SANTIAGO, Chile: Hugo Chavez suggested that Spanish King Juan Carlos knew in advance of a 2002 coup that briefly removed the Venezuelan president from power, stoking a diplomatic spat that arose after the monarch told Chavez “shut up” at a summit.
Chavez, who was in Chile for the Ibero-American summit, claimed that Spain’s ambassador had appeared at Venezuela’s presidential palace during the two-day coup to support interim President Pedro Carmona — with the King’s blessing. Chavez asked how deeply Juan Carlos had been involved.
“Mr. King, did you know about the coup d’etat against Venezuela, against the democratic, legitimate government of Venezuela in 2002?” Chavez asked reporters on Sunday. “It’s very hard to imagine the Spanish ambassador would have been at the presidential palace supporting the coup-plotters without authorization from his majesty.” Continue reading
By: Amir Mahdi Kazemi – Press TV, Tehran
In an interview with Iran’s newly launched Press TV, Venezuelan President Hugo Chavez has commented on a number of issues particularly the South American nation’s foreign policy.
The following is the text of the interview with the President Continue reading
[***Please note: Jihan El-Tahri’s film has been removed and replaced with a short related film***]
“CUBA! AFRICA! REVOLUTION!”
Jihan El Tahri’s 2007 documentary “CUBA! AFRICA! REVOLUTION!” (aka “Cuba, an African Odyssey”) tells the previously untold story of Cuba’s support for African revolutions. This documentary unravels the story of the so-called Cold War,through the prism of its least known arena: Africa. Against colonialism, capitalism, and communism, the newly independent nations attempted for the first time to gain real control of their own countries. From Che Guevara’s military campaign to avenge Lumumba in the Congo, up to the fall of apartheid in South Africa, 300,000 Cubans fought alongside African revolutionaries.
Patrice Lumumba was an African anti-colonial leader, and the first legally elected Prime Minister of the Democratic Republic of Congo, after he assisted it achieve independence from Belgium in June 1960. Only ten weeks later, Lumumba’s government was deposed in a coup. He was subsequently imprisoned and assassinated. President Colonel Mobutu, the key figure in the coup, supported by the Congo’s former colonial power, Belgium, and the CIA, became the Congo’s ruler. Cuba shared Africa’s revolutionary quest for independence.
Fidel Castro decided that Cuba could not stand idly by, so he sent Che Guevara to Africa to assess how they could aid local liberation movements. In 1965, Guevara went to the Congo in an attempt to spark a revolution against the pro-Western regime, which had emerged after the assassination of Lumumba. The problem was, Guevara was without formal military training, and was up against the Congolese, who were aided by US Army Special Forces. So he returned to Cuba and recruited 120 soldiers, taking them back to the Congo. Still, Guevara’s army was no match, and they eventually withdrew in August, 1965.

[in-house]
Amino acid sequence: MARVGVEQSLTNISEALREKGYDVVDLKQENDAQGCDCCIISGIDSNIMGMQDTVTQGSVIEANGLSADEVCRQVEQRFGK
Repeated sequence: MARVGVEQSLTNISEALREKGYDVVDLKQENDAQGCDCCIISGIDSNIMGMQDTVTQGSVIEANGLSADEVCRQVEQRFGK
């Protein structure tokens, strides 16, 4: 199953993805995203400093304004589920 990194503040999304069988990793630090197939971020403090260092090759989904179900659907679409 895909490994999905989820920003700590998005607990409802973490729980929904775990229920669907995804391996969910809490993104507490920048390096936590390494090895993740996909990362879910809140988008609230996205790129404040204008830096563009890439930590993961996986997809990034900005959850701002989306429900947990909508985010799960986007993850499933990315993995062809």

From the tragicomic epic of Che Guevara in Congo, to the triumph at the battle of Cuito Carnavale in Angola, Cuba: An African Odyssey attempts to understand the world today through the saga of these internationalists who won every battle, but finally lost the war.
Update: The documentary “Cuba, an African Odyssey” is due for general release on 21/01/2008
“B” Movie – Gil Scott-Heron
Taken from Reflections album, 1981
Well, the first thing I want to say is…”Mandate my ass!”
Because it seems as though we’ve been convinced that 26% of the registered voters, not even 26% of the American people, but 26% of the registered voters form a mandate – or a landslide. Continue reading
A demonstrator hooded with a US flag kneels in front of riot police during protests against the visit of US President George W. Bush in Bogota, Sunday, March 11, 2007.
BOGOTA, Colombia — About 150 protesters attacked riot police with rocks and metal barriers and ripped down lampposts in Colombia’s capital on Sunday, just moments after President Bush landed for a six-hour visit. Continue reading